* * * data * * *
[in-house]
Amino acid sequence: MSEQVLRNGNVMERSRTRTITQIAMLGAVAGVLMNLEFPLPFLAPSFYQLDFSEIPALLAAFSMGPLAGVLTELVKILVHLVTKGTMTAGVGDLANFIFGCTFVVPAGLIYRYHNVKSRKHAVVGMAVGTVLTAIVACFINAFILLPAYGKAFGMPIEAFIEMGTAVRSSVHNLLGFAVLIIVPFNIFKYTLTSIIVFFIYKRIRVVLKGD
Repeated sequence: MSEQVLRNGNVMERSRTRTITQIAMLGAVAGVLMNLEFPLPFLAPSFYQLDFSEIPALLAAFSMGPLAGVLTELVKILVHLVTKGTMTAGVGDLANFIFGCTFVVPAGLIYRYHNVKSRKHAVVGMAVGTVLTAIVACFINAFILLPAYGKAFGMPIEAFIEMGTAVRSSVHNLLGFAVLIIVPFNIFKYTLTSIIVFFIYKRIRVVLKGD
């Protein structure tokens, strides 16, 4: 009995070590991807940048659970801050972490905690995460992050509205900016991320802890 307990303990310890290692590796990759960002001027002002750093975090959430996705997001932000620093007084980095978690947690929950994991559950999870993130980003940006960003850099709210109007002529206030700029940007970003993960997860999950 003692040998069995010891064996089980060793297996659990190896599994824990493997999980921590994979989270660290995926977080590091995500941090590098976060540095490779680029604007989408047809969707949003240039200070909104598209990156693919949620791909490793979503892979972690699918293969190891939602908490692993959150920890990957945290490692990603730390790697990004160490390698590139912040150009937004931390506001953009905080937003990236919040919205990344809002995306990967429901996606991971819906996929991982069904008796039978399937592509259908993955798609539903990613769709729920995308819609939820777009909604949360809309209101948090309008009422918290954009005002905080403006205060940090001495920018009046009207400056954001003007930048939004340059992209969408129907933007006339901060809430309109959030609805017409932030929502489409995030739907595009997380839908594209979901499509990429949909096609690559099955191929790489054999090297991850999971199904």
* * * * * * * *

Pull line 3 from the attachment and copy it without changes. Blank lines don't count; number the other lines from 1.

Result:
Repeated sequence: MSEQVLRNGNVMERSRTRTITQIAMLGAVAGVLMNLEFPLPFLAPSFYQLDFSEIPALLAAFSMGPLAGVLTELVKILVHLVTKGTMTAGVGDLANFIFGCTFVVPAGLIYRYHNVKSRKHAVVGMAVGTVLTAIVACFINAFILLPAYGKAFGMPIEAFIEMGTAVRSSVHNLLGFAVLIIVPFNIFKYTLTSIIVFFIYKRIRVVLKGD